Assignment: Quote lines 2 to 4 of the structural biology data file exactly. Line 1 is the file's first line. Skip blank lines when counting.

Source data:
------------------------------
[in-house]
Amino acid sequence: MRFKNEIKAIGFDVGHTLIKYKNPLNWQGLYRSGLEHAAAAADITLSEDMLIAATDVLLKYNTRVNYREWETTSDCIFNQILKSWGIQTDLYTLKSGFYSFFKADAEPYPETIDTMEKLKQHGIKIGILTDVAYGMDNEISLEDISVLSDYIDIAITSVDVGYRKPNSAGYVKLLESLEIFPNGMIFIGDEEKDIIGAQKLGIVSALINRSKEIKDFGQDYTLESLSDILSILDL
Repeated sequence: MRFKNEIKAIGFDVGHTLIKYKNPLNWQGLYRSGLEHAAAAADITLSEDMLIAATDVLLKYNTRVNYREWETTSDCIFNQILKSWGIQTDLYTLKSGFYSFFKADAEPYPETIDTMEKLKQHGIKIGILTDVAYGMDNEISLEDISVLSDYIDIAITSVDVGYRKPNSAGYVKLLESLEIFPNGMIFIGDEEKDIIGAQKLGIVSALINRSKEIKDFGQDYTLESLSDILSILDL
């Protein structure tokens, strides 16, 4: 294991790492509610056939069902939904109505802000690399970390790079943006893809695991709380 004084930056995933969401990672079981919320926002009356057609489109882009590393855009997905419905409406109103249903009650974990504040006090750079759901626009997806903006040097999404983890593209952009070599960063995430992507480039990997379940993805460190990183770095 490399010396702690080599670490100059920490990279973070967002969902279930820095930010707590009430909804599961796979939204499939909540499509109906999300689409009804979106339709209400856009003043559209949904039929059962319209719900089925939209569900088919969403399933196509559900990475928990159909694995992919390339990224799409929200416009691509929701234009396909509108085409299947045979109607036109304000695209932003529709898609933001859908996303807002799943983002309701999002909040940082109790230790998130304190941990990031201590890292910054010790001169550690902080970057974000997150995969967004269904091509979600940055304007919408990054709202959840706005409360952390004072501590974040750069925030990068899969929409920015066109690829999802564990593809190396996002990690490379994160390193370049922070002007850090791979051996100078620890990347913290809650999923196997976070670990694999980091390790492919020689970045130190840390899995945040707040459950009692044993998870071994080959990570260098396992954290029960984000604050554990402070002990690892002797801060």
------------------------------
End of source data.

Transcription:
Amino acid sequence: MRFKNEIKAIGFDVGHTLIKYKNPLNWQGLYRSGLEHAAAAADITLSEDMLIAATDVLLKYNTRVNYREWETTSDCIFNQILKSWGIQTDLYTLKSGFYSFFKADAEPYPETIDTMEKLKQHGIKIGILTDVAYGMDNEISLEDISVLSDYIDIAITSVDVGYRKPNSAGYVKLLESLEIFPNGMIFIGDEEKDIIGAQKLGIVSALINRSKEIKDFGQDYTLESLSDILSILDL
Repeated sequence: MRFKNEIKAIGFDVGHTLIKYKNPLNWQGLYRSGLEHAAAAADITLSEDMLIAATDVLLKYNTRVNYREWETTSDCIFNQILKSWGIQTDLYTLKSGFYSFFKADAEPYPETIDTMEKLKQHGIKIGILTDVAYGMDNEISLEDISVLSDYIDIAITSVDVGYRKPNSAGYVKLLESLEIFPNGMIFIGDEEKDIIGAQKLGIVSALINRSKEIKDFGQDYTLESLSDILSILDL
């Protein structure tokens, strides 16, 4: 294991790492509610056939069902939904109505802000690399970390790079943006893809695991709380 004084930056995933969401990672079981919320926002009356057609489109882009590393855009997905419905409406109103249903009650974990504040006090750079759901626009997806903006040097999404983890593209952009070599960063995430992507480039990997379940993805460190990183770095 490399010396702690080599670490100059920490990279973070967002969902279930820095930010707590009430909804599961796979939204499939909540499509109906999300689409009804979106339709209400856009003043559209949904039929059962319209719900089925939209569900088919969403399933196509559900990475928990159909694995992919390339990224799409929200416009691509929701234009396909509108085409299947045979109607036109304000695209932003529709898609933001859908996303807002799943983002309701999002909040940082109790230790998130304190941990990031201590890292910054010790001169550690902080970057974000997150995969967004269904091509979600940055304007919408990054709202959840706005409360952390004072501590974040750069925030990068899969929409920015066109690829999802564990593809190396996002990690490379994160390193370049922070002007850090791979051996100078620890990347913290809650999923196997976070670990694999980091390790492919020689970045130190840390899995945040707040459950009692044993998870071994080959990570260098396992954290029960984000604050554990402070002990690892002797801060």